Solutions for Anxiety

Anxiety is rife in our society.

In the wake of the Covid Pandemic, levels of stress and anxiety are higher than ever.

It is unclear what will lie ahead as the storm clouds of Covid clear, but it seems likely that the aftermath of Covid will include many people with mental health challenges including anxiety. It may be that in part this is due to separation and isolation.

Dr. Gabor Mate says that “Anxiety links to the way we look at the world. Often when young children go unattended to and don’t have their needs met, their systems get activated and panic and grief sets in. They are taught that the world is not safe. It is a response to their environment! This continues on through life and becomes a way of being in the adult.”

With a society that’s increasingly rushed, medicated, technologically orientated and less focussed on quality interactions, it is unlikely that this will change any time soon. We seem to face a less kind, less connected, more invasive, less cohesive technological ubiquitous world.

However all is not lost.

We have to slow down and wrestle control of our minds and hearts back and find strategies for combating what many people face. One such issue is a kind of social media fatigue. The pace of the culture, the narratives of digital connection combined with the perceived absence of that bringing a coming together and the unknown stress that tech imposes on the nervous system all play a role and contribute.

Addressing our own personal wounds of separation means a total shift in perception. This requires silence and space and the shifting of habitual patterns and frequencies. For me, this involved turning to spirituality and accessing the following qualities:

  • Silence
  • Slowness
  • Spaciousness
  • Groundedness
  • Connectedness

There are a wide variety of approach’s that people can adopt to manage, reduce and even alleviate their anxiety completely.

These solutions include:

  • Spending time in nature
  • Resting eating and sleeping sufficiently.
  • Receiving bodywork (e.g. Massage, Reiki, Craniosacral Therapy)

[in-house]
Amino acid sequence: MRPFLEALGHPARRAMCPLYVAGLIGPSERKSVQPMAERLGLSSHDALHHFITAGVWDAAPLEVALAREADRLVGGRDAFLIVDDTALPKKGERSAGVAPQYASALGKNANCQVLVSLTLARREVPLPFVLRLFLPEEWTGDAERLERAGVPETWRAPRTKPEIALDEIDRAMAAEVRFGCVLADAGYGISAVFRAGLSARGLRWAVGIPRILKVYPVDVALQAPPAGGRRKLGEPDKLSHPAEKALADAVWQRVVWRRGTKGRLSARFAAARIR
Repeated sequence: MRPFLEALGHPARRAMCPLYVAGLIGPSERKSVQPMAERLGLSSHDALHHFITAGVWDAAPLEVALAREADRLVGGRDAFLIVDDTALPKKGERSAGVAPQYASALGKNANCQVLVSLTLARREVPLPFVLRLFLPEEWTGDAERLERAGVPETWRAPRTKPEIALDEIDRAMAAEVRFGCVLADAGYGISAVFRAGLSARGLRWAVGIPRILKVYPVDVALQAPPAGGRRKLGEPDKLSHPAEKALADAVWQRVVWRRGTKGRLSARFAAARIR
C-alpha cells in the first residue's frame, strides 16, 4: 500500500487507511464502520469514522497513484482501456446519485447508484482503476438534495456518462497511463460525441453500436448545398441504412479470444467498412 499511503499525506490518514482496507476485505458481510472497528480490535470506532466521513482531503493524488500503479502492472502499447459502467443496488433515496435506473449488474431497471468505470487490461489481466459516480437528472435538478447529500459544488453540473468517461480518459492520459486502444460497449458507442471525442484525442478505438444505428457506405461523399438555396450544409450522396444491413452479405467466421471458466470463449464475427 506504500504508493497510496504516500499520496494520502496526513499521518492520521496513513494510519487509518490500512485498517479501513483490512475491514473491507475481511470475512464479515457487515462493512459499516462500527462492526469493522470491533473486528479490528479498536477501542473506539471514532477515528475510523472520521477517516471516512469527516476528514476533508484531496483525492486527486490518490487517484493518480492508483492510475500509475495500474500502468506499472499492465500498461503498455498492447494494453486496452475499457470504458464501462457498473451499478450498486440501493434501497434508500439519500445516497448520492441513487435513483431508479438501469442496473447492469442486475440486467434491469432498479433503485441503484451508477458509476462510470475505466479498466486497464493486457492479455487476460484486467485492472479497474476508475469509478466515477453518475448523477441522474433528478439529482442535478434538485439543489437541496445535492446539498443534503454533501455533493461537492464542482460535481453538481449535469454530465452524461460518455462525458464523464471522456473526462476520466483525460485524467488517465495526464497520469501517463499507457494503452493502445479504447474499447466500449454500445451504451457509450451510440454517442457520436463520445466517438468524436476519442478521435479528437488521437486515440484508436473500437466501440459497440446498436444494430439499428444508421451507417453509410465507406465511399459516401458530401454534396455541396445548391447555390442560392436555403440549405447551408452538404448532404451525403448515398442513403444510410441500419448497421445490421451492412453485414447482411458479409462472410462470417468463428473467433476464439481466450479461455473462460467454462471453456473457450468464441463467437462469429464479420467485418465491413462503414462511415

• Physical activity (Exercising, walking running, swimming)
  • Practicing meditation (Sitting, standing, walking, Lying down)
  • Working with a spiritual teacher or guide.
  • Engaging in a mind body practice (Yoga/ Tai Chi/ Qi Gong)
  • Dancing
  • Singing
  • Art creation/ leant with a musical instrument.

All of these move the individual into a more connected state within their body, mind and spirit.


Authentic Yoga practices work to bring the body, breath and mind into balance, by releasing tension and and anxiety through a process that brings the practitioner towards wholeness and higher states of health and vitality. Through the reintegration and reconnection of energetic and physical components of self, yoga begins to reorganize the underpinnings of the human system and return us to a connected state.

This sense of perceivable connectedness which is at the heart of Yoga or Yoga Therapy begins to heal us and can begin to allow the individual to address, for themselves, this residual fragmentation that likely remains as a legacy from childhood. By engaging in this process we begin to re-parent ourselves.

Those that are parents in this life can also become more conscious of their decisions and choices when being with their children.

Yoga therapy practitioners work with their clients to find holistic yoga based solutions to address issues that arise throughout life, such as a diagnosis of anxiety received from the medical profession.

Would you benefit from finding a greater sense of connection in your life and to lessen the anxiety?

Perhaps Yoga offers some answers and further lines of inquiry.